June 1st, 2014

What Happened to Press Release Sites?

One of the recent big news of the SEO world that some connect to the Panda 4.0 update┬áhas been the drop of many press release sites. Indeed, if we look even at something as generic as “press release” SERPs, this is what we see:

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March 20th, 2014

Case Study: Brands Winning Social Media

Disclaimer: for those thinking this has been staged, it wasn’t! I am indeed a long term name.com customer but apart from that, I am not even affiliated with them, let alone have any say in the way they run their social media :-)

 

Lessons to learn for brands from this (almost real-time) case study?

  • Social media is a very real power. People will be talking about you on social media. They will be saying both good and bad things. The only way you can control this conversation is by watching closely and taking part as an equal.
  • If you’re only using social media to make official announcements about yourself you’re doing it wrong. Social media is not a press release.
  • If you view social media as a sales channel only you’re doing it wrong. As the above proves, there is an opportunity for generating sales via social media – but that opportunity comes as a result of building trust and a positive image via genuine engagement with your existing and potential customers.
  • If the person(s) managing social media in your company is detached from the company and its spirit, hardly anything good can come out of it – examples have been plentiful over the last few years.
  • But how you run your social media accounts is probably a close reflection of how you run your company, whether you care about your customers, whether your business has a healthy foundation. If there is a conflict inside your company and the social media person is not happy about their job, or you have double standards and they are forced to lie to people over social media channels, nothing good will come out of it. Sooner or later, it will explode (again, examples have been plentiful).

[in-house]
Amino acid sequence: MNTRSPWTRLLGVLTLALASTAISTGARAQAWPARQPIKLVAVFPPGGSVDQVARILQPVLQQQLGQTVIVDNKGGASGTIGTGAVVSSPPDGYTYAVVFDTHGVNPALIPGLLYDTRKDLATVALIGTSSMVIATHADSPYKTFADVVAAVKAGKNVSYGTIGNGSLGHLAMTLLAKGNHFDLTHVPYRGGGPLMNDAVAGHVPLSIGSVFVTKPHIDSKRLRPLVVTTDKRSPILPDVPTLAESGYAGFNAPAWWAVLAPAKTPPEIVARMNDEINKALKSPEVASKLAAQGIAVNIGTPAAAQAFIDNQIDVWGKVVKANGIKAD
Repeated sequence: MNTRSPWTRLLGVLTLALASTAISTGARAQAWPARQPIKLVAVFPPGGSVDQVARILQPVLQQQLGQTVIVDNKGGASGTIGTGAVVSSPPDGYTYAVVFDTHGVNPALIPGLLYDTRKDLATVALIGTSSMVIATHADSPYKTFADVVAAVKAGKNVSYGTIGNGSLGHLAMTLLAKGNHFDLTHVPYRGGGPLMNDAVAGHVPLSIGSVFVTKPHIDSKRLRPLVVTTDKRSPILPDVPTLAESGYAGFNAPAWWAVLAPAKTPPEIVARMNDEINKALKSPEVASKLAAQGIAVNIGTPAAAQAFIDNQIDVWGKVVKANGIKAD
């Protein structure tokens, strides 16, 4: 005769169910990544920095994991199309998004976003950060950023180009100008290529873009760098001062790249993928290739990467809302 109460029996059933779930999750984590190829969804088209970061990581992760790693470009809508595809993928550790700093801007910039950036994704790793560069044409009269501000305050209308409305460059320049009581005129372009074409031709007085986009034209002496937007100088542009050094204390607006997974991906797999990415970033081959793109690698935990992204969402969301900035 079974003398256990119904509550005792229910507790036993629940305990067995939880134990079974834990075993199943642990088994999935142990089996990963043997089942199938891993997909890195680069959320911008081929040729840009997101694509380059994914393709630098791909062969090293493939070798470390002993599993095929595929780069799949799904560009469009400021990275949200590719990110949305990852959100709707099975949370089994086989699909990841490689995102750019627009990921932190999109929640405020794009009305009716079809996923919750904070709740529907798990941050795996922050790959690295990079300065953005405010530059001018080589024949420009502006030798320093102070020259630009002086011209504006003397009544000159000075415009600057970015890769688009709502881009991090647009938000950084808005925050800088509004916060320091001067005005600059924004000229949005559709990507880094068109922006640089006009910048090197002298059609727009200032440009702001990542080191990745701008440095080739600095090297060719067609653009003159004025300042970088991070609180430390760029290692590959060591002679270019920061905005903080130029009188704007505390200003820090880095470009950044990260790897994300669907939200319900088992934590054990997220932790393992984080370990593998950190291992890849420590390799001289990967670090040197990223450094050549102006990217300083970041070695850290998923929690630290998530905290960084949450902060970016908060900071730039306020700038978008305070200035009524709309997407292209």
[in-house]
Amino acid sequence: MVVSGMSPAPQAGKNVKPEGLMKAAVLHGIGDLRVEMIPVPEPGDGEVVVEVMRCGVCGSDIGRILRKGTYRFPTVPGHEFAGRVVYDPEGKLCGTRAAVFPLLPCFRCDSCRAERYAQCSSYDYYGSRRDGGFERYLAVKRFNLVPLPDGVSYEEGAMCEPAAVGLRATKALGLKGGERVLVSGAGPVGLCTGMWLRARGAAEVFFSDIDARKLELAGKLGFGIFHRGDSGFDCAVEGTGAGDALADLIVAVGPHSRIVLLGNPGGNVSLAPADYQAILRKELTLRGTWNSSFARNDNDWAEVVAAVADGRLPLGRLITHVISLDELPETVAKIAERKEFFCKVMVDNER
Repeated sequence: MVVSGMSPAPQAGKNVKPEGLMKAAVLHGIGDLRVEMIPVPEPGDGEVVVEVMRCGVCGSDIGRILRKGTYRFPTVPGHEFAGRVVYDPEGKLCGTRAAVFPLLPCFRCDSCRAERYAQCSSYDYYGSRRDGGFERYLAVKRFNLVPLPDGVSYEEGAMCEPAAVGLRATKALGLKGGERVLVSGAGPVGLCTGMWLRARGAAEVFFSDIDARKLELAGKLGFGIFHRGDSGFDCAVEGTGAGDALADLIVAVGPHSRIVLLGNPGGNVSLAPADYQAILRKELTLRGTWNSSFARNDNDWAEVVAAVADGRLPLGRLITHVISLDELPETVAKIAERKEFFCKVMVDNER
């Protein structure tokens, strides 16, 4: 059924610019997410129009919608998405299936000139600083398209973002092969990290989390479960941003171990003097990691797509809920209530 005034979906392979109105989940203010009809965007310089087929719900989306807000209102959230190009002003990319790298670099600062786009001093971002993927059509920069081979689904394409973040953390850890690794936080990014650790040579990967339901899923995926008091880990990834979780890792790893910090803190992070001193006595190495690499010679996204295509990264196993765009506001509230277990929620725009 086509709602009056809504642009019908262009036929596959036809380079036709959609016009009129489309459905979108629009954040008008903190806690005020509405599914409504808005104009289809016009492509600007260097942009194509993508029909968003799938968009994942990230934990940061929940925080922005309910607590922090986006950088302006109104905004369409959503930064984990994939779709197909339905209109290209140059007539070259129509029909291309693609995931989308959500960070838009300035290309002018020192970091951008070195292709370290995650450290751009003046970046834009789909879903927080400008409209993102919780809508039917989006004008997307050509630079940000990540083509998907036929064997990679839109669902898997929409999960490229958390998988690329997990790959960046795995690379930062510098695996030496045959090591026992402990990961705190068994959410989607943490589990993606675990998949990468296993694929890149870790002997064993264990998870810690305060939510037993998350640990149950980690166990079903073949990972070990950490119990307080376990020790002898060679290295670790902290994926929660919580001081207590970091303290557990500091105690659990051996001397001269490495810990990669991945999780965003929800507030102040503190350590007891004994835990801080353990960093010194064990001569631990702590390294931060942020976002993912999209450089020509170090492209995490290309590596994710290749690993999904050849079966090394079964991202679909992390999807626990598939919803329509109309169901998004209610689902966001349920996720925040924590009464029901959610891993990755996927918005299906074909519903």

• If you ignore social media you’re doing it wrong. Infact, you’re losing by default.
  • Everybody makes mistakes. No matter if you’re big or small. Admit your mistakes, apologise, maybe even make fun of yourselves. In any case, act like a human being talking to another human being, not like a jerk.

September 12th, 2013

The Invisible Web: Can We Stop Creating Our Own Trap?

Recently, SEOs found themselves facing a new reality: the invisible web. When I say invisible, I don’t mean the kind of the web that search engines like Shodan specialise in. I mean the regular web of sites and links post-Penguin and post-disavow tool.

You used to look at a site’s link profile and know what you were looking at. Commonly used backlink tools show you a site’s physically existing links, and sometimes links that used to physically exist but have since been deleted, and you knew that was all there was to it. But there is no tool to show which links, while still present physically, have been disavowed, or if Google took those disavowed links into consideration.

The most dangerous thing about the disavow tool is anybody can submit anything into it, including their complete link profiles, good natural links included, it’s not known if Google filters these submissions in any way, but it’s pretty obvious that they are building a database, and using that database, and unnatural links email triggered by getting a link from a site previously disavowed by someone else already happen. It doesn’t matter how many links you get from sites in the disavowed database, it can be just one. I have witnessed cases when one link was enough. This is something new Google apparently has just started doing recently (in the last couple of weeks by the looks of it) and not many people are aware of this yet – but it is already happening to sites in various verticals, with various link profiles and SEO strategies. There hasn’t been any public announcement of any sort about this new flagging tactic from Google that I’m aware of, they might just be testing it – but it has already affected a number of sites that’s difficult to estimate at this point, and may affect more any time.